Would splitting my RAID1 home server into a second home cloud server improve my data redunancy?

I currently have a 6 terabyte aligned in a Raid1 configuration to run my 3 terabyte cloud server at home.

I live in a small studio apartment but I realized that I had a spare power supply, motherboard, and graphics card in my closet and so it seems like it wouldn’t really be that big a deal for me to just buy another case and split my server up into two servers.

one advantage of this is that I currently have my server set up in a bit of a strange configuration so as to have access to certain files. I have sync client installed on the server so that a select number of files are available outside of my www/nextcloud folder though this can cause problems with syncing if I manipulate a file and then don’t let it sync before I mess with it.

If I divided my servers off into separate boxes, then I could have one of the boxes act as just a media server, using the sync client, and the other could just be a nice normal server with no fancy weird redundant configurations like I currently have.

The other advantage I see in doing this is that I could physically separate the HDDs more for added redundancy. A RAID1 server is redundant but if something like an electric shock or something happened it could potentially fry the entire thing, right? Having my media server and home server both in the same building isn’t quite as safe as having offsite backup or whatever but it seems better than having them in the same box, right?


Bumping this post for further feedback?

Offsite backup is always a very good idea, even if data is not the newest. In case of fire, burglary etc. you have something even if it’s a month old.

Offline backup is a very good thing as well, if your system crashes or files are deleted by accident (or malfunction).

So do you just want to avoid data loss or is it important, that you can get up a broken system quickly (10 min, 1 h, 1 day or 1 week)? A clean setup has always the advantage that it is easier to backup&restore, as well as running upgrades. I tend to keep a clean productive setup and use a second for testing and fun stuff where things can fail. Running two servers on the other hand uses more power. If they are big enough, virtual machines within the same server are a good option as well (it’s then as well very easy to move a virtual machine to a different host machine).

By power you mean like extra electricity right? I don’t think that should be too much of an issue. A second computer is like a couple extra bucks a month in electricity after all.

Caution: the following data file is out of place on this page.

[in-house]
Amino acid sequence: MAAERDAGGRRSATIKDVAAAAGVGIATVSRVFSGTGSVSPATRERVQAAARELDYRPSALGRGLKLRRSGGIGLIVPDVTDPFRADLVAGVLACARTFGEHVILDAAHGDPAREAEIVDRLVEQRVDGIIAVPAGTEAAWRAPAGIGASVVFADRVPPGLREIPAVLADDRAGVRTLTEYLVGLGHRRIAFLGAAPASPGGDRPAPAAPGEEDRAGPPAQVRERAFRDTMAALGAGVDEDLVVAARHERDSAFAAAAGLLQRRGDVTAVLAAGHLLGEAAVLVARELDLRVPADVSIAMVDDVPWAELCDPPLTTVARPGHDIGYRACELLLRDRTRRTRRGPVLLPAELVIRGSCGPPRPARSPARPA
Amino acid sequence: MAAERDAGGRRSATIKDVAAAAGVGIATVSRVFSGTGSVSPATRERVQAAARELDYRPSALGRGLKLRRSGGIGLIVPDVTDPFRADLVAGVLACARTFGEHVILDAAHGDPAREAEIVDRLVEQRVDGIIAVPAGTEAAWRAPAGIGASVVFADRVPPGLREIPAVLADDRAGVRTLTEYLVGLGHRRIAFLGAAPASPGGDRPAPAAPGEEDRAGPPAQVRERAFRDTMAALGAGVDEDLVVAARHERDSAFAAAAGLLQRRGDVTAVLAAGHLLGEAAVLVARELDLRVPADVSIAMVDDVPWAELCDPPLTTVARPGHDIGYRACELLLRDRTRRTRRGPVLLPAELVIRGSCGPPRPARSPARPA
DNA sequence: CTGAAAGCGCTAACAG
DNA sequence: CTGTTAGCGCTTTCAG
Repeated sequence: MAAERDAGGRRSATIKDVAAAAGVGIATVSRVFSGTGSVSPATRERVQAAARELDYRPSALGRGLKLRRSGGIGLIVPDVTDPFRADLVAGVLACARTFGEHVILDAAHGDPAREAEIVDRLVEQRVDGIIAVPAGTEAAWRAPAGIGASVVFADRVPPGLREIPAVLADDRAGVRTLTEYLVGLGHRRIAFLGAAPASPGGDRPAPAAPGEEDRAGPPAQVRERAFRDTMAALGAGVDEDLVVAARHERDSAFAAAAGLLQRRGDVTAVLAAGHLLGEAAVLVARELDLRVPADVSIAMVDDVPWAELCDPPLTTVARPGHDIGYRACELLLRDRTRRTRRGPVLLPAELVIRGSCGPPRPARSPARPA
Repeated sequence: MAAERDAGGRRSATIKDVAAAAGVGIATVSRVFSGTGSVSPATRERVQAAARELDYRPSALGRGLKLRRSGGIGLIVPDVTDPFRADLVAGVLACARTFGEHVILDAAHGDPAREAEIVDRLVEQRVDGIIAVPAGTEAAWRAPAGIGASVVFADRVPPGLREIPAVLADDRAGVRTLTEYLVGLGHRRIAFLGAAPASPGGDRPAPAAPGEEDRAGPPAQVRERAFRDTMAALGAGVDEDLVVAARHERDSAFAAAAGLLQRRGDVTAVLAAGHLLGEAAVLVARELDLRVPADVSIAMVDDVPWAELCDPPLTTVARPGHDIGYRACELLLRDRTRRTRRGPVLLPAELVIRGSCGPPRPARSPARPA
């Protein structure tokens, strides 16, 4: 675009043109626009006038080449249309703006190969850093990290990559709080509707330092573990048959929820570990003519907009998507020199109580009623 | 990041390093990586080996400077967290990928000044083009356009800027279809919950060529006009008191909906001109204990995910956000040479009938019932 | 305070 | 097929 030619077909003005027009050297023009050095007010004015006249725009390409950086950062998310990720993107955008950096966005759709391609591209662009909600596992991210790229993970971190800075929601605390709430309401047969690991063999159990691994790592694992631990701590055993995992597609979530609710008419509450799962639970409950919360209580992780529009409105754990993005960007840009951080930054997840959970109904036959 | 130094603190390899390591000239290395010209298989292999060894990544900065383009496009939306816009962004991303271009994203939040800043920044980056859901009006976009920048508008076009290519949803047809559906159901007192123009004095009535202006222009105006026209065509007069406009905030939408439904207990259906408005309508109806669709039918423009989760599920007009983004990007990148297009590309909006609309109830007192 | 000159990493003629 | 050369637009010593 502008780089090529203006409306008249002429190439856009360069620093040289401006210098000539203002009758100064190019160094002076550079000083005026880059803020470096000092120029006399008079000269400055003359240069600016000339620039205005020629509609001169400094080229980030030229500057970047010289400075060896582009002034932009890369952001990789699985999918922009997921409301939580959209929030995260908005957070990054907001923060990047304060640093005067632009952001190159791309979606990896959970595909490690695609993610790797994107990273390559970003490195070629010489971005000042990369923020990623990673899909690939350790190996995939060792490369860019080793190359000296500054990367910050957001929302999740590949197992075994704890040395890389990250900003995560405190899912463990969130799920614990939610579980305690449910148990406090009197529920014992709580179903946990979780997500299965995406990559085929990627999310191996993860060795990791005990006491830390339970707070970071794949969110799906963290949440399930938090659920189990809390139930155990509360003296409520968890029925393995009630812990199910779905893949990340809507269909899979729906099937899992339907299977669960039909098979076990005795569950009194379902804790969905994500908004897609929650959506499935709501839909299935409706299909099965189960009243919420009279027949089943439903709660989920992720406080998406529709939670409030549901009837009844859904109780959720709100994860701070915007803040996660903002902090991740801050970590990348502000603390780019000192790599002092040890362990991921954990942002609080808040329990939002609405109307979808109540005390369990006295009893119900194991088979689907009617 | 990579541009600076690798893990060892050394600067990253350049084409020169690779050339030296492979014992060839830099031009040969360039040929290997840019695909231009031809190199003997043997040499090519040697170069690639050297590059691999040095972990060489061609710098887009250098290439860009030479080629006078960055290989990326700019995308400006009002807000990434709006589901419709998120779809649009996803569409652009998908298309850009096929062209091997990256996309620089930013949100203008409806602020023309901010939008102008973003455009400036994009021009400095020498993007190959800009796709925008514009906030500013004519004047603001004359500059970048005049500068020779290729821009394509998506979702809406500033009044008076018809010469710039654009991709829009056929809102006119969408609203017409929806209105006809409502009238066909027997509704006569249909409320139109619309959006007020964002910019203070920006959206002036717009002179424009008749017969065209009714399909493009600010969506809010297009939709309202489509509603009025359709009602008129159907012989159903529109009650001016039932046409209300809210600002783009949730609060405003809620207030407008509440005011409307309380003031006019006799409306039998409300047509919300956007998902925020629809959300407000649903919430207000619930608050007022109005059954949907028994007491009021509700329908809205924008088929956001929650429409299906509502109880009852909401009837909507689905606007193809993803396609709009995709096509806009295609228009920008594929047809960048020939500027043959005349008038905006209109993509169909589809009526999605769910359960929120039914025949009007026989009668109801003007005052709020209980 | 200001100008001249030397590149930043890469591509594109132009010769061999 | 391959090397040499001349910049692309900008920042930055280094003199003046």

I’m also not too worried about quick recovery more just about making sure data is as safe as reasonably possible and without me having to spend extra money on like Amazon servers or something.

So you think having a second computer using the sync client is sufficient as an additional back up? Or is there some additional protocol I should be using and why?

first you should define want what you need/want as clearly as possible. then find the technically (almost) perfect solution for this and find out how close you can get to it with the means at your disposal - find a good and working compromise. what you describe sounds just the other way around. (but of course gaining experience by a hardware-experiment has value, too.)
“redundancy” (whatever kind you mean by it) does usually not have a high priority in private data setups.
you’re probably much better served if you get some external hd-cases for your excess hard-drives (get rid of raid-1) and put backups on them.
completely backup your existing server, plan its disk-layout (i like btrfs bc of stuff like subvols, snapshots etc) and re-install it in a simple configuration (no raid). restore the backup.
after that, make regular backups on the harddisks, store them at different places (girlfriend, parents, work, …)
it can be advantageous to use different backup-programs: filesystem-based stuff like rsync, rsnapshot or btrfs-tools tends to be slower (and sometimes more space-consuming) in backup but faster in restore (especially for whole systems) while more sophisticated stuff (like borg, duplicity, obnam restic, …) is faster (and (sometimes considerably) less space-consuming) in backup but of course requires you to have the software installed (and often access to encryption-keys etc) in the case of a restore.
(as a non-technical aside i would like to mention that thinking about electricity exclusively in terms of personal means ($$$) precludes the possibility of (m)any future generations inhabiting this planet in a way similar to ours).

(as a non-technical aside i would like to mention that thinking about electricity exclusively in terms of personal means ($$$) precludes the possibility of (m)any future generations inhabiting this planet in a way similar to ours).

Agreed, it’s just that the amount of electricity used by a home desktop is dwarfed by industrial usage of electricity (something like 100 companies account for 70% of the global carbon emissions), but fair enough, point well taken.

For now I’ve decided to keep things the way they are and I will look into making a second server and finalizing some kind of standardized offline backup later in the future. I’ve got a lot of other stuff I need to handle first

Thanks again everyone!